Introduction to Furnaces
If you're only looking at the price tag, you might not be getting the best deal.
A space-heating system uses from 40% to 60% of your home's energy depending on the type of system, so making the right choice is important.
For most homeowners, the major factor in the home-heating decision is cost. When choosing a new heating system, it is important to buy a product that offers the best possible quality/price ratio within the limits of your budget. Take into account the overall cost of each system you are considering; this includes its purchase price, installation cost and operating costs. Often the optimal choice is the most efficient product. A higher initial purchase price is usually more than compensated by lower operating costs and, in some cases, a lower installation cost. The more efficient system saves you money every time you heat your home, and these savings increase as fuel prices increase over the life of the heating system. Other factors, such as maintenance costs, cleanliness and noise of operation, should also be considered.
Installation costs of different heating systems, depending on whether they are new or retrofitted, include such items as:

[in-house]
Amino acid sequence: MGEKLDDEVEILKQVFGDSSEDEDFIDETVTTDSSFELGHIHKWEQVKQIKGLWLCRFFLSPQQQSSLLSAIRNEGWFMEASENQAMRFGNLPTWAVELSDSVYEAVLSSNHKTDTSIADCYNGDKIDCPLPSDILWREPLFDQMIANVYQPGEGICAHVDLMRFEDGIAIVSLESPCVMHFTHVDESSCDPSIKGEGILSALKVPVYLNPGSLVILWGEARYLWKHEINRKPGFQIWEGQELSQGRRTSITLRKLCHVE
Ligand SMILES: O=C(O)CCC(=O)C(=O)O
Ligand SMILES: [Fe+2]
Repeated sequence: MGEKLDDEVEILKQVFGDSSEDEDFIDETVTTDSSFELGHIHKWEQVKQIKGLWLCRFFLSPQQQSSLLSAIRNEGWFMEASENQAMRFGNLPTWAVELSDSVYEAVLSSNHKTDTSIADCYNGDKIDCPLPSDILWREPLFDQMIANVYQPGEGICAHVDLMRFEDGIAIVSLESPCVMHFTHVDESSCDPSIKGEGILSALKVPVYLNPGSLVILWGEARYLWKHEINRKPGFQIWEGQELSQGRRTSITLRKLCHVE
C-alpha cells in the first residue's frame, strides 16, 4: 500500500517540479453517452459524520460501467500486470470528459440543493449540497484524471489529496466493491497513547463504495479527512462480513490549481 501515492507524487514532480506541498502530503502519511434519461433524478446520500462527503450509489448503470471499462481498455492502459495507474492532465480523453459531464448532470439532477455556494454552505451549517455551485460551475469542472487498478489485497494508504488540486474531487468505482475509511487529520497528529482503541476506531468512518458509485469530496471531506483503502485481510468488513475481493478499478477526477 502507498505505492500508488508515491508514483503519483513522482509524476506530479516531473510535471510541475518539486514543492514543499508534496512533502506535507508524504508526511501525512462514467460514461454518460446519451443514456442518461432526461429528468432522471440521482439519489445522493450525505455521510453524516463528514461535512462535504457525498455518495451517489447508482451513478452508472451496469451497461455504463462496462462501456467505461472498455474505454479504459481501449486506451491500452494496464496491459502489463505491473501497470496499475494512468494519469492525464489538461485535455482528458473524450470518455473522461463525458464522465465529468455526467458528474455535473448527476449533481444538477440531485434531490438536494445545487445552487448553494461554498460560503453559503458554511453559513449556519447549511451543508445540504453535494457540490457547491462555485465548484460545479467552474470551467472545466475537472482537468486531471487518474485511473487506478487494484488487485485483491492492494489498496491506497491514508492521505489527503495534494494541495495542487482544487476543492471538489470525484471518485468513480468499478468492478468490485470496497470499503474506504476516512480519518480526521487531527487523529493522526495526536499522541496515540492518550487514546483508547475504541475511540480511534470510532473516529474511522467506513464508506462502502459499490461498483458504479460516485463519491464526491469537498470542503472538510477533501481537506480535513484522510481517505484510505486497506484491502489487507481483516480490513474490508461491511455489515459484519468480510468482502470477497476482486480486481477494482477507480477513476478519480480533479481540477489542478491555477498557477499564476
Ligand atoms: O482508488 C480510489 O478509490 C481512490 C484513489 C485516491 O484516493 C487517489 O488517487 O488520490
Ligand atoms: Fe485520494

The purchase price of a heating system can range from as low as $1000 for baseboard heating in a small house to as high as $12,000 or more for a ground-source heat pump (also known as an earth-energy system) for a larger home (capable of providing heating, air conditioning and hot water).
In the end, a homeowner thinking about a new heating system must balance the purchase price plus installation cost against the operating cost and make the best financial decision, taking into consideration how energy prices might change in the future. Since annual operating costs (and the differences in operating costs with different technologies) are significant compared to the purchase price, an investment in high-efficiency equipment is often the wise choice.
Find out how EnerGuide can help you compare the energy efficiency of furnaces.
Source: Natural Resouces Canada (NRCan) Office of Energy Efficiency